But the dream of God is real. The dream of God is true. The dream of God is possible. And we see it, and know it and touch it. And today we declare it. As First John reminds us: we declare to you what was from the beginning, what we have heard, what we have seen with our eyes, what we have looked at and touched with our hands, concerning the word of life— this life was revealed, and we have seen it and testify to it, and declare to you the eternal life that was with the Father and was revealed to us— we declare to you what we have seen and heard so that you also may have fellowship with us; and truly our fellowship is with the Father and with his Son Jesus Christ.[14] For you and I have seen the dream of God. We have heard it, and seen it, and looked upon it and touched it. And today we do so again.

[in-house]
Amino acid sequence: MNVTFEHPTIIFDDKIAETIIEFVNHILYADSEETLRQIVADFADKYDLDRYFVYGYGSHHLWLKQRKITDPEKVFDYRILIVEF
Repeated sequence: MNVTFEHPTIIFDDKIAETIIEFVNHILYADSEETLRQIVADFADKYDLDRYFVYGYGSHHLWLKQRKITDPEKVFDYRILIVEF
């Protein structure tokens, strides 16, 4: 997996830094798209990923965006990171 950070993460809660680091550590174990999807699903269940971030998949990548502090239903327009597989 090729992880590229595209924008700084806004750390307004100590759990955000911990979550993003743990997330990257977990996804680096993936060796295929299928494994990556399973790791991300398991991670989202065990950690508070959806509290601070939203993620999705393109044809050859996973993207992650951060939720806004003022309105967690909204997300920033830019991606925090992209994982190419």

For the dream of God is no fantasy. It is true, and we have seen it. The dream of God is no myth. It is true, and we believe it. The dream of God is no impossibility. It is true, and we have touched it. For the dream of God is unfolding before our very eyes, in this very place, and we know it to be true. For here, all are fed with the food of God, and none go away hungry. Here all are forgiven and none go away shamed. Here all are embraced with the greeting of peace, and none go away an outcast. Here all are seen for who we truly are, the beloved daughters and sons of the Most High God, not because of our wealth, or gender or orientation or station in life, but because we have all been made in the image and likeness of God who has declared our very being to be good.